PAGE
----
Speech: Condemning Use of Chemical Weapons in Syria

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Thank you Mr President,

When I heard Russia had called today for an urgent meeting on the use of chemical weapons in Syria, I was glad that we could return to an issue on which this Council has a duty to ensure that those responsible are held to account.

That duty is even more pressing today, because yet another heinous attack on civilians was reported yesterday to the Council by the UN Secretariat. In this attack on Douma, in Eastern Ghouta, at least 21 civilians were treated with symptoms consistent with chlorine exposure. This follows a further reported attack on Eastern Ghouta on 13 January affecting six people.

Mr President,

In 2016 the Joint Investigative Mechanism found in three cases that the Syrian regime had used chlorine gas to attack civilians. Last year, it found the regime had used Sarin in Khan Sheikhoun. Now, as the regime are escalating their attacks on eastern Ghouta in an attempt to force the besieged opposition to surrender, we remain deeply concerned by continued reports of chemical weapons use in Syria.

In all this let us not forget that it was the regime’s attack on Eastern Ghouta using Sarin in 2013 that led to this Council adopting resolution 2118, which had the clear, unanimously endorsed aim of disarming Syria of its chemical weapons programme.

Throughout this process Russia has claimed to act as a leading power, a guarantor. But when the Assad regime deliberately ignored its obligation to stop using chemical weapons and continued to do so with such careless disregard for civilian life, Russia has chosen to abuse its power of veto to protect the Assad regime.

Russia says that they supported the renewal of the JIM mandate and that it was the rest of us who could not agree with their terms that killed it. Yet their previous resolution would have removed the JIM’s ability to investigate the Assad regime, which has been found responsible for multiple attacks. Russia has made clear several times they will not support a new investigative mechanism as long as it has the power to hold to account a Member State of the United Nations. And it seems from my rapid reading of the latest text that this proposal is another attempt to shift attention onto non-state actors. The Russians have even claim that Syria is a signatory in good standing of the Chemical Weapons Convention. They are not. They have not completed their declaration. The OPCW has repeatedly warned of inconsistencies, gaps and omissions. Russia has great influence over the Assad regime. For the sake of the Syrian people, for the sake of preventing future use of chemical weapons, we call on Russia to persuade their Syrian friends to get rid of their chemical weapons and comply fully with the Chemical Weapons Convention.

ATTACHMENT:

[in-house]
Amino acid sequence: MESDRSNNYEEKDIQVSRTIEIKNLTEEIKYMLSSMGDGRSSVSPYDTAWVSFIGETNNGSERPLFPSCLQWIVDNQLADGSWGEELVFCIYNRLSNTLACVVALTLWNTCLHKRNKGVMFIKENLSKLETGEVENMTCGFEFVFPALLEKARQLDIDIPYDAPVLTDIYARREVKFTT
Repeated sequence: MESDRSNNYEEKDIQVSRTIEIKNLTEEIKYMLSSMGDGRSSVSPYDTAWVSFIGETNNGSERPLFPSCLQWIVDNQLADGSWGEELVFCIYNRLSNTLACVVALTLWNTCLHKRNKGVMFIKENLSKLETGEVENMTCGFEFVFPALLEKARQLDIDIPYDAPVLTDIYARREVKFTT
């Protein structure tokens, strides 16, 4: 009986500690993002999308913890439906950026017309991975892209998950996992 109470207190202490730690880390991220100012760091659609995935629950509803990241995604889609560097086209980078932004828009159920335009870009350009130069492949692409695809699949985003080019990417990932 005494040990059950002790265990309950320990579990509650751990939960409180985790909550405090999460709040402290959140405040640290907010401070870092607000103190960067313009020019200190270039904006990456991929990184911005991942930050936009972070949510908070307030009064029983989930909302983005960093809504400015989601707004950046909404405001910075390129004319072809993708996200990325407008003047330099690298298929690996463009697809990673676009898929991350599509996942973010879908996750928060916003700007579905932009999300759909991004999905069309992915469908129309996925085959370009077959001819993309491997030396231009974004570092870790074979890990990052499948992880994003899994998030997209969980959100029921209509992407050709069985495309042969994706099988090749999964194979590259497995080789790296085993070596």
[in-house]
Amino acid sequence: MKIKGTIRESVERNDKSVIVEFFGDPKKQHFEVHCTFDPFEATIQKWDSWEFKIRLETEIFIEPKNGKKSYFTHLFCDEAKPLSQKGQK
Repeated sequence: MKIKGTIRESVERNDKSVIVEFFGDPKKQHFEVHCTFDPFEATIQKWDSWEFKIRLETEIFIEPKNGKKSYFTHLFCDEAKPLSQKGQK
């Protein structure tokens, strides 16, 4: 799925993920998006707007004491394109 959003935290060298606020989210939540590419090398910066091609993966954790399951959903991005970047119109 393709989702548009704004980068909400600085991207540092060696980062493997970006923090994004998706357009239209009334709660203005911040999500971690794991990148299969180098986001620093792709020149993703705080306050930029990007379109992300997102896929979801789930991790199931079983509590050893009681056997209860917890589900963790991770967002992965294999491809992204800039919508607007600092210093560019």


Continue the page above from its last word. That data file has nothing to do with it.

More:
By ending the JIM, Russia also stopped the mechanism’s investigations of Daesh chemical attacks – the investigators had found that these terrorists had carried out at least two such attacks. We unreservedly condemn Daesh for its use of these vile weapons, which is yet another reason why we need to defeat these terrorists once and for all.

Mr President,

The UK was proud to join the International Partnership against Impunity for the Use of Chemical Weapons led by our French colleagues today in Paris. The use of chemical weapons is barbaric, illegal under international law and must stop. We must ensure we re-establish a mechanism to ensure accountability. We all know where the obstacle to that lies. In response, we will only redouble our efforts to pursue accountability for these crimes.

Thank you Mr President.

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